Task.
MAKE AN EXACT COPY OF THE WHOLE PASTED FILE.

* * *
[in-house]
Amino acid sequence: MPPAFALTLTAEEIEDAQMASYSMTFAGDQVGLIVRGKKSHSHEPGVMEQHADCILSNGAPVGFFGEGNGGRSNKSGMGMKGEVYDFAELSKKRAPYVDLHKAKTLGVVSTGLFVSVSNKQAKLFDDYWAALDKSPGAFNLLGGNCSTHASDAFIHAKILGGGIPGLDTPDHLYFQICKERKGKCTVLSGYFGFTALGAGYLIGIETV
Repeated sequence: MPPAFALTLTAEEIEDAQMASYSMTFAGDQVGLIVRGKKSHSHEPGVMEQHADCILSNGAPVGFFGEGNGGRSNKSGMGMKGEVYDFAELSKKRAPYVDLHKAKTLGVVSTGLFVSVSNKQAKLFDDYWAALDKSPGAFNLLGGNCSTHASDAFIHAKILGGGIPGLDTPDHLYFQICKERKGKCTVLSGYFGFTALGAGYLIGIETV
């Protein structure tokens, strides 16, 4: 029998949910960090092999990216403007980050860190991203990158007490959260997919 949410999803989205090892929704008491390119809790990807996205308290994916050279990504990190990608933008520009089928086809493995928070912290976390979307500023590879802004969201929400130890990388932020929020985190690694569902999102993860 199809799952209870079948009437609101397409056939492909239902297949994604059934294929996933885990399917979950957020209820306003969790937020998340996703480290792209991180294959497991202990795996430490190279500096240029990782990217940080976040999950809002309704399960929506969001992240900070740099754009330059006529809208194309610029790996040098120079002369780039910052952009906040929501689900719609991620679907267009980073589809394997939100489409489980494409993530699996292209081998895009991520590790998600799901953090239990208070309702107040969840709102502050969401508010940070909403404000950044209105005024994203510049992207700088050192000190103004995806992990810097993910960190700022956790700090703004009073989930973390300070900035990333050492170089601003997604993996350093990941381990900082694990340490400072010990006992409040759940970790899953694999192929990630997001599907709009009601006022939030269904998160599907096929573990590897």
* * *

[in-house]
Amino acid sequence: MPPAFALTLTAEEIEDAQMASYSMTFAGDQVGLIVRGKKSHSHEPGVMEQHADCILSNGAPVGFFGEGNGGRSNKSGMGMKGEVYDFAELSKKRAPYVDLHKAKTLGVVSTGLFVSVSNKQAKLFDDYWAALDKSPGAFNLLGGNCSTHASDAFIHAKILGGGIPGLDTPDHLYFQICKERKGKCTVLSGYFGFTALGAGYLIGIETV
Repeated sequence: MPPAFALTLTAEEIEDAQMASYSMTFAGDQVGLIVRGKKSHSHEPGVMEQHADCILSNGAPVGFFGEGNGGRSNKSGMGMKGEVYDFAELSKKRAPYVDLHKAKTLGVVSTGLFVSVSNKQAKLFDDYWAALDKSPGAFNLLGGNCSTHASDAFIHAKILGGGIPGLDTPDHLYFQICKERKGKCTVLSGYFGFTALGAGYLIGIETV
């Protein structure tokens, strides 16, 4: 029998949910960090092999990216403007980050860190991203990158007490959260997919 949410999803989205090892929704008491390119809790990807996205308290994916050279990504990190990608933008520009089928086809493995928070912290976390979307500023590879802004969201929400130890990388932020929020985190690694569902999102993860 199809799952209870079948009437609101397409056939492909239902297949994604059934294929996933885990399917979950957020209820306003969790937020998340996703480290792209991180294959497991202990795996430490190279500096240029990782990217940080976040999950809002309704399960929506969001992240900070740099754009330059006529809208194309610029790996040098120079002369780039910052952009906040929501689900719609991620679907267009980073589809394997939100489409489980494409993530699996292209081998895009991520590790998600799901953090239990208070309702107040969840709102502050969401508010940070909403404000950044209105005024994203510049992207700088050192000190103004995806992990810097993910960190700022956790700090703004009073989930973390300070900035990333050492170089601003997604993996350093990941381990900082694990340490400072010990006992409040759940970790899953694999192929990630997001599907709009009601006022939030269904998160599907096929573990590897």